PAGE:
Well, the Framework for Engagement did not generate much discussion. Perhaps it was too technical, or not technical enough. That duality is always a problem when you are trying to unravel an issue at the junction of Marketing and Technology; you have to speak down the middle and sometimes, you don’t “engage” either audience.
So let’s try attacking this issue in another way…from the “generally accepted Marketing speak” perspective.
First, a couple of short definitions:
Brand – the actual personality of your company or products, the experience and feelings people have when they think about and interact with your company or products.
Branding – the act of trying to communicate this brand or product personality to people though media. As we know, this Branding effort can project an image that is different from the actual Brand.
Here is what is happening:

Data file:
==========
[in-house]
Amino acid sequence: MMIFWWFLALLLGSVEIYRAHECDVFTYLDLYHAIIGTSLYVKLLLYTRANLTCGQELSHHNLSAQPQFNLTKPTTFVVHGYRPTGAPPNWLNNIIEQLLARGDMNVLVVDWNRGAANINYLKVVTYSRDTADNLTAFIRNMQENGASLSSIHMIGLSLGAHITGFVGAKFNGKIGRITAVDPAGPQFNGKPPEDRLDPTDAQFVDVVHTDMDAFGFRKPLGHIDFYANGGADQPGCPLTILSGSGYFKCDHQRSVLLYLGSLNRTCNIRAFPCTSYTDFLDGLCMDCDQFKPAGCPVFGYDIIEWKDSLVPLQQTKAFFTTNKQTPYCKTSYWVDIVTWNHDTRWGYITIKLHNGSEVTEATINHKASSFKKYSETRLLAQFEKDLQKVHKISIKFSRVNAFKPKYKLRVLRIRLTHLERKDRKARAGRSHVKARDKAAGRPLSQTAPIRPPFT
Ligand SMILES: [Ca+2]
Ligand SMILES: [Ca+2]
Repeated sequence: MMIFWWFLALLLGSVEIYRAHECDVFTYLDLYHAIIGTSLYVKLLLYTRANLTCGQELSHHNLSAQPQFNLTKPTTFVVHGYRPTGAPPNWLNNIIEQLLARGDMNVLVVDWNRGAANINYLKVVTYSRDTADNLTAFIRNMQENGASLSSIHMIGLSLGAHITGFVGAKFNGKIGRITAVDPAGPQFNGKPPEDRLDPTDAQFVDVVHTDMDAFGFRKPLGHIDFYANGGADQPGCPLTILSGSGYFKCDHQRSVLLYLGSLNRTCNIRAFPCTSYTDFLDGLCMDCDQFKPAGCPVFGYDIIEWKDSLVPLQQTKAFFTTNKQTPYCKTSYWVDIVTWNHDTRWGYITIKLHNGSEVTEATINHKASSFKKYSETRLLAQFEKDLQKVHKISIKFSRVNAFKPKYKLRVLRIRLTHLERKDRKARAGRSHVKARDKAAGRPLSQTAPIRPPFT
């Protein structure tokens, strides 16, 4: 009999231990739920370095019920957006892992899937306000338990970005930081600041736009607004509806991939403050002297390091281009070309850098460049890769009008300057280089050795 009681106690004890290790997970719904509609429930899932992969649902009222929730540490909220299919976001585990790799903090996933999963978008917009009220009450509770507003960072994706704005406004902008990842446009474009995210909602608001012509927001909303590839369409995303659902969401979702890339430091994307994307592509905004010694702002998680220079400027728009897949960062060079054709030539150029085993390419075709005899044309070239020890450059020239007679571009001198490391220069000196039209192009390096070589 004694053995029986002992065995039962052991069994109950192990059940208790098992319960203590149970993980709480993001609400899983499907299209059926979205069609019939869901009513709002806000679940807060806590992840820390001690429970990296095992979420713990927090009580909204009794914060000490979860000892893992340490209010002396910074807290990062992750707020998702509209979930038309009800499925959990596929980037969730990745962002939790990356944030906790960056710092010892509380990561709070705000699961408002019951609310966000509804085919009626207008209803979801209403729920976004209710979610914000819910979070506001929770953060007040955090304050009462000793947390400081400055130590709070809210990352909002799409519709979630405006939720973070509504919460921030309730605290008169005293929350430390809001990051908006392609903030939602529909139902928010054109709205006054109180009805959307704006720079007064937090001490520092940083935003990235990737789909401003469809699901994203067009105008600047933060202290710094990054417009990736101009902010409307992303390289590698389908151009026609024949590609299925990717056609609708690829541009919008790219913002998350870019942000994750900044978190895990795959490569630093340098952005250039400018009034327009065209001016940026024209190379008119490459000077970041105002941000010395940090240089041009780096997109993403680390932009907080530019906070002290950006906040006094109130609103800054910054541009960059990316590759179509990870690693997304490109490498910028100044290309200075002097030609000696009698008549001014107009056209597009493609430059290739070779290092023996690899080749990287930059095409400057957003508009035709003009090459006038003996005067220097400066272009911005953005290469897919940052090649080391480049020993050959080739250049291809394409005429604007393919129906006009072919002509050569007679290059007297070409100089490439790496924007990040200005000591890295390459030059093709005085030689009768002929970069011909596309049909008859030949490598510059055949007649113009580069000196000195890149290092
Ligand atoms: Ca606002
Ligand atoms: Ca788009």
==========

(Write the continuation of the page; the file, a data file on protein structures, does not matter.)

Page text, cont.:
1. Marketing communications used to be one-way, and the “media” was in control of these communications. This was the era of Branding, where companies tried to establish a personality and set of benefits associated with products. For the most part, the only challenge to this effort, unless it was a spectacular failure or blatantly false, was conversations over the backyard fence with neighbors.
2. Marketing communications are now at least two-way, if not many-to-many. This means in terms of the shear volume of communications, it’s more often Brand (the true personality or experience) than Branding being communicated, e.g. “the customer is in control of your Brand”. While I don’t think this is true, I think it is possible to allow the customer to take control of your Brand, but you have to give up control for that to happen.
3. With Brand more important than Branding, companies need to pay more attention to the actual product and service experiences they deliver. This means product design and customer service / experience become much more important than they have been in the past, relative to Branding and media.
4. Direct Marketers have always been hyper-sensitive to Brand – the products and experience – because that is all they have. In a one-to-one Relationship with the customer not fueled by GRP’s, if they screw up the Brand part, they are toast. They can’t afford to do business any other way but being deeply thoughtful about the end customer.